Gillingham Firefighting Display Disaster
In Gillingham Park on July 11th 1929 what should have been a carefully staged late evening dramatisation of fire and rescue work turned into a tragic example of how fast flames spread and to what deadly effect.
As part of an annual fete in Gillingham the local fire brigade, helped by sea scouts and naval cadets, put on a comic-dramatic demonstration of the brigade’s skills. A canvas and wood ‘house’ three storeys high was built, into which a newly-wed couple - husband and wife both played by firemen – and their guests, played by other firemen and the boys, would repair for their mock reception. The drill was that smoke bombs would then simulate a fire, prompting the arrival of other firemen to bring those inside out. When the building was safely emptied a real fire was set, and the fire-fighting equipment already to hand would be used to combat the flames.
This was a well-established routine used at the fete in preceding years, but this time it went horribly wrong. The fire on the ground floor rather than the smoke bombs was set off with nine boys, the ‘happy couple’ and another couple of guests in the upper storeys of the structure. At first their screams and the flames licking from windows were taken as good acting and better effects, then it was realised what had happened. A searchlight directed at the house showed some boys leaping from the top to their deaths, others on fire. One fireman ran into the building trying to rescue children caught inside, but perished with them. Fire-ladders thrown against the walls themselves burned, and even with the hoses ready nearby it was too late to make any difference to the outcome.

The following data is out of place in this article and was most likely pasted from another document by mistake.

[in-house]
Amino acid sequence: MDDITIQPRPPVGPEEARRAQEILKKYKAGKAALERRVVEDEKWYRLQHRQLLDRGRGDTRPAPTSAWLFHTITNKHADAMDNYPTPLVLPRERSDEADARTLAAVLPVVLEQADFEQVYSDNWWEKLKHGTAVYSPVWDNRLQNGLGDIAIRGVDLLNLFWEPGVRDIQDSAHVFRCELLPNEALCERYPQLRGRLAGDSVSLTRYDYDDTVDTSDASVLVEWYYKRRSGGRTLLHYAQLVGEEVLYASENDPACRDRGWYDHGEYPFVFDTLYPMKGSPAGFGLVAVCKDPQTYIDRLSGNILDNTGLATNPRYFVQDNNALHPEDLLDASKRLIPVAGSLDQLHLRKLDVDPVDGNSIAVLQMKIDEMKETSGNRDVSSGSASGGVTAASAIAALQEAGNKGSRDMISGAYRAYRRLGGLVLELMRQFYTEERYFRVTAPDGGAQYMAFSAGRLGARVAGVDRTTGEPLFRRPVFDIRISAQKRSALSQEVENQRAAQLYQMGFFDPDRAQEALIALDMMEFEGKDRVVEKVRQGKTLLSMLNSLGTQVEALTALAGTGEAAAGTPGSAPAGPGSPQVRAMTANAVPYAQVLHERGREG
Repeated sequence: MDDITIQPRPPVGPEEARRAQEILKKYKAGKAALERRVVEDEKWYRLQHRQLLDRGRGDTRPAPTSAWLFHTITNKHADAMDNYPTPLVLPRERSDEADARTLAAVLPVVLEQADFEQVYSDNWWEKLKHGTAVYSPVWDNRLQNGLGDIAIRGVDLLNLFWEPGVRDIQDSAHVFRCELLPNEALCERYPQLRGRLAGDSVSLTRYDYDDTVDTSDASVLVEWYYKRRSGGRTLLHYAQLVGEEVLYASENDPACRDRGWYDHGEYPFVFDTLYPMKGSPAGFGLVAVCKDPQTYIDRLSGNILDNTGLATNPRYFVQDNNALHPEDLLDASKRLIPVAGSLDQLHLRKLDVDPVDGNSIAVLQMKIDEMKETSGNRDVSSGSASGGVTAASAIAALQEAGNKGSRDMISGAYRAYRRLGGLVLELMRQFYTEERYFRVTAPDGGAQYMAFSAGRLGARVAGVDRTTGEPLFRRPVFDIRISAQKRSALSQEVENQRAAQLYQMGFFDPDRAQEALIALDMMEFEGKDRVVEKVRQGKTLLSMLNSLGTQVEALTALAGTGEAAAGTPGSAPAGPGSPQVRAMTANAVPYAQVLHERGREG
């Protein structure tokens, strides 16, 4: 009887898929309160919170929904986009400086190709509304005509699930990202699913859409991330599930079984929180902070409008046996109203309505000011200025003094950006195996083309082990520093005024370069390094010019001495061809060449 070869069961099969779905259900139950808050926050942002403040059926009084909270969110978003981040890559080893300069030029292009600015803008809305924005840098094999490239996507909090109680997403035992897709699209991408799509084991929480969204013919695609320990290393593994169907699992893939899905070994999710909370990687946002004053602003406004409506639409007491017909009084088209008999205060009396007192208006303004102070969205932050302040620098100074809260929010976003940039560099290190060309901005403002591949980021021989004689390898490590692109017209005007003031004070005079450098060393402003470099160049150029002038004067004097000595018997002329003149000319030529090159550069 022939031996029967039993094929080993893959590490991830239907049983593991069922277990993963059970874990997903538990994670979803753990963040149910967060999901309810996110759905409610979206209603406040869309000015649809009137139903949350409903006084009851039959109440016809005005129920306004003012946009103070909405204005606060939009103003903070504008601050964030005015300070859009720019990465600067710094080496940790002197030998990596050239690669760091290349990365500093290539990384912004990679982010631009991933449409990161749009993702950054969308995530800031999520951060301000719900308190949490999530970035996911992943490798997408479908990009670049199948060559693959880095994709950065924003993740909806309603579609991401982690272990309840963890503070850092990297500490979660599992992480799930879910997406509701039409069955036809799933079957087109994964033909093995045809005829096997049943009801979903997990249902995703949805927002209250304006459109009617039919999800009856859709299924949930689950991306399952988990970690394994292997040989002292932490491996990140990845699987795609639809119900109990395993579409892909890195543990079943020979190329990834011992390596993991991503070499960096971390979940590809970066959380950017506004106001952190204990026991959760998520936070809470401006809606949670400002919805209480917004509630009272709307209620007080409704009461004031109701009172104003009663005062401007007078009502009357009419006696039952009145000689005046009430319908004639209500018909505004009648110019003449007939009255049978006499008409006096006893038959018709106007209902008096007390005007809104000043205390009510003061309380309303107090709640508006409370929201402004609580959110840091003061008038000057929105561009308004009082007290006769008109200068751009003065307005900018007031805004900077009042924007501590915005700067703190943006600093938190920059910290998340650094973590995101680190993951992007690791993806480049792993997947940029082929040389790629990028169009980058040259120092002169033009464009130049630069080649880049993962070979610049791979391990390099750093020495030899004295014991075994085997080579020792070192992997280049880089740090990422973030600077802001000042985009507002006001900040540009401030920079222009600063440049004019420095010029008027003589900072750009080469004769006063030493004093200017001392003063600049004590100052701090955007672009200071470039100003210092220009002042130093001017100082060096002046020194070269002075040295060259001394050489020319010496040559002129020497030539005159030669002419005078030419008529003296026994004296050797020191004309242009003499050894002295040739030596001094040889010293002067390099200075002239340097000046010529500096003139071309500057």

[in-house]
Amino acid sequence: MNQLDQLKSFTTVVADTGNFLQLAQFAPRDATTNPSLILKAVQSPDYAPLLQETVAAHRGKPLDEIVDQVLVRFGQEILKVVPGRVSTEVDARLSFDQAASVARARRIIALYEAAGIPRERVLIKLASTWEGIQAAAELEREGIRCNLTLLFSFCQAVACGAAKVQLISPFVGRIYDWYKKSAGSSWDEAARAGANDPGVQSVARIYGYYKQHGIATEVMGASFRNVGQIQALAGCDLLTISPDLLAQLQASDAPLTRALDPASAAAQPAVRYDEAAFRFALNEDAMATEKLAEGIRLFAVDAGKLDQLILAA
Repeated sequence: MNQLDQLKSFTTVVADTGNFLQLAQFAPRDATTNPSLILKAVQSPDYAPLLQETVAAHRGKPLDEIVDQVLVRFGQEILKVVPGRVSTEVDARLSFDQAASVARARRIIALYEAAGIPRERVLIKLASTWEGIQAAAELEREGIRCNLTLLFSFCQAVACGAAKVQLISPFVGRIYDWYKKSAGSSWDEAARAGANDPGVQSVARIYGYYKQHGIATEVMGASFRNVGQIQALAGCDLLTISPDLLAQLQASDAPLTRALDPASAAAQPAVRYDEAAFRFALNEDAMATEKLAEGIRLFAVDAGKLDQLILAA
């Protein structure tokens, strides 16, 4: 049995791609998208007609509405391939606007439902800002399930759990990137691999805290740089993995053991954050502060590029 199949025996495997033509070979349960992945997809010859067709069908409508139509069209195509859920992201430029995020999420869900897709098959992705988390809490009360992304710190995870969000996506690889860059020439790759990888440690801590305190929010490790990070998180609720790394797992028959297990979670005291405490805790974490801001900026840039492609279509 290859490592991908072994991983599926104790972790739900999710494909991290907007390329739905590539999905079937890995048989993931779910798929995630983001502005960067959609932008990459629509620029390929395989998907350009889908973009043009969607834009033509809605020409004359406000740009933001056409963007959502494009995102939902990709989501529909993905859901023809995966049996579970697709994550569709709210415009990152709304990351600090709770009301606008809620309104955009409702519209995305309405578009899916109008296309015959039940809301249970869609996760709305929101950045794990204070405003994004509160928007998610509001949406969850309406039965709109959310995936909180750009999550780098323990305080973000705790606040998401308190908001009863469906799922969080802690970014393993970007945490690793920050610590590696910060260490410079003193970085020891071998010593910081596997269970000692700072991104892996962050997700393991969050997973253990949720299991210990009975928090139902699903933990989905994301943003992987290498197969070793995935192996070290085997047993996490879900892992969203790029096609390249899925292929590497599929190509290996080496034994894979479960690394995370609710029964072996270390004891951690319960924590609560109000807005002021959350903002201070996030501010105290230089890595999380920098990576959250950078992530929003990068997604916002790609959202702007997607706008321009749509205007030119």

All nine boys died, the youngest Leonard Searles just 10, the oldest 14, along with five firemen and a naval petty officer helping with fund-raising on the day. Many of the parents of the victims were in the crowd watching the event. In a tragic irony those who escaped the flames and clung to life for a few hours or days afterwards before expiring were taken to the hospital for which they had been raising funds.
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